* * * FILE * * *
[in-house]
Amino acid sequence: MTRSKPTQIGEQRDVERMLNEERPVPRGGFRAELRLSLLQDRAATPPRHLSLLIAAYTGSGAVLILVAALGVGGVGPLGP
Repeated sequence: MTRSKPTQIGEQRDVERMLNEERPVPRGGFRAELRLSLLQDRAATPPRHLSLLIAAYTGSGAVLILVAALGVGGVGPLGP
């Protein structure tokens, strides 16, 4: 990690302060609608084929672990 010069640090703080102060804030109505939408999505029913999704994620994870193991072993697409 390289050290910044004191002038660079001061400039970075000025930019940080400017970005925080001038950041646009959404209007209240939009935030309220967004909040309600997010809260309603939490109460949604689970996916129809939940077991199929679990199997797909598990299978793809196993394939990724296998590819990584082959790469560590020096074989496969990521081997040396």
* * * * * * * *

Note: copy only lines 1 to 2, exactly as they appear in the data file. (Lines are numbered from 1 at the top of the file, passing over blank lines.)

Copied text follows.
[in-house]
Amino acid sequence: MTRSKPTQIGEQRDVERMLNEERPVPRGGFRAELRLSLLQDRAATPPRHLSLLIAAYTGSGAVLILVAALGVGGVGPLGP